The chief of European football has warned against the effects of treating football as a casino for billionaire businessmen...
The chief is concerned that the divide between rich and poor clubs could be detrimental to the development of European football and he is demanding a financial balance.
High player wages, under-18 transfers and excessive spending by the richest clubs were all on the Frenchman's agenda. Platini was speaking to the European Parliament in Brussels and voiced his plans to make the game fairer for all involved.
"Football extends beyond borders, football irons out differences, and football unleashes passions," Platini told UEFA.com.
"Football, the sport that has brought me to where I am today and has given me the greatest emotions of my life, both positive and traumatic, is in danger ... the values that football represents are in danger."
The chief has reminded everyone that football brings people together and it should not be seen only as a commercial gold mine for billionaires.
"There is still a slightly perverse tendency within the European institutions to deny the unity of the football pyramid and to isolate the professional game at the top," added Platini.
"And this is done in order to give substance to the false notion that professional football is an economic activity just like any other.
"Unfortunately, this refusal to recognise the specificity of sport ... still exists in certain circles, in certain sectors, which consider competition law to be the fundamental law of Europe.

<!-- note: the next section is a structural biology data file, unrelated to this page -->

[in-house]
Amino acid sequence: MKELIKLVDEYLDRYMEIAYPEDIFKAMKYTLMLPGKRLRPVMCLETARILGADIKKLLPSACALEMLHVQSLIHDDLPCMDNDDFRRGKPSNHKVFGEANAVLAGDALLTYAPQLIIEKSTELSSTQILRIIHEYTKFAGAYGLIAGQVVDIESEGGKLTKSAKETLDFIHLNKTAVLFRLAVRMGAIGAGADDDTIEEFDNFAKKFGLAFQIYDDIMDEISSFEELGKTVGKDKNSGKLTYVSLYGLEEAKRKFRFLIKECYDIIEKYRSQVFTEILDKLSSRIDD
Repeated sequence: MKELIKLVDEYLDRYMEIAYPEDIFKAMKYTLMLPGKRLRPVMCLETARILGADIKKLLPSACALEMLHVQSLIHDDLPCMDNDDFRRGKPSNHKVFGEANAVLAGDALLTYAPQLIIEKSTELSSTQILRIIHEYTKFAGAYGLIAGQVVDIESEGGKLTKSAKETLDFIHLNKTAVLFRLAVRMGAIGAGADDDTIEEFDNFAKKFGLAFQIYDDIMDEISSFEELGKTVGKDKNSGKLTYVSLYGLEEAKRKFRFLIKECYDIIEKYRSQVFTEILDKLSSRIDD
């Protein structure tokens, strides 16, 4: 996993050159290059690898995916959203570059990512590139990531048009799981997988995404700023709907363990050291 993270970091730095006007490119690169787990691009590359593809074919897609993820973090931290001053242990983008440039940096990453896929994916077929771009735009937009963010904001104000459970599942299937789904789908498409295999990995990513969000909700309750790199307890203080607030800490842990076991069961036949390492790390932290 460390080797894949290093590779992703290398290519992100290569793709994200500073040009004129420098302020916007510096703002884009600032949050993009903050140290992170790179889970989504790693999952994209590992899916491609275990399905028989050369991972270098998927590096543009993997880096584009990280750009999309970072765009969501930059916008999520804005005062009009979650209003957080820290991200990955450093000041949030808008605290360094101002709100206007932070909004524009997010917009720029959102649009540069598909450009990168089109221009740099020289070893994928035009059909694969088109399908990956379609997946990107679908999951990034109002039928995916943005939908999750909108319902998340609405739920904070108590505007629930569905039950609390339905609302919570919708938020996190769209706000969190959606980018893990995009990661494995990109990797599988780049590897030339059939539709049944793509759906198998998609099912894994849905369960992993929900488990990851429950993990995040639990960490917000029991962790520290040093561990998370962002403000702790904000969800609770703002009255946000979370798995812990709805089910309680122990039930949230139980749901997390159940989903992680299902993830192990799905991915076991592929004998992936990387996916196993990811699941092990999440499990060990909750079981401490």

"We refuse categorically to be held in a straitjacket or tied to prefabricated models that are based on the false equation that professional sport equals a purely economic activity."
Platini has warned cash rich clubs to curb excess spending and he will be implementing plans to bring them in line with UEFA standards.
"The European model of sport is based on open leagues, independent clubs and promotion and relegation,"Platini explained.
"One thing is certain - European clubs are currently telling us that our system is in danger of financially imploding in the medium term. In consultation with them, but also ... spurred on by the reports of this Parliament, we are currently looking at the idea of limiting, to a certain degree, a club's expenditure on staff – salary and transfer fees combined – to an as yet undecided percentage of its direct and indirect sporting revenue."
Salvatore Landolina, Goal.com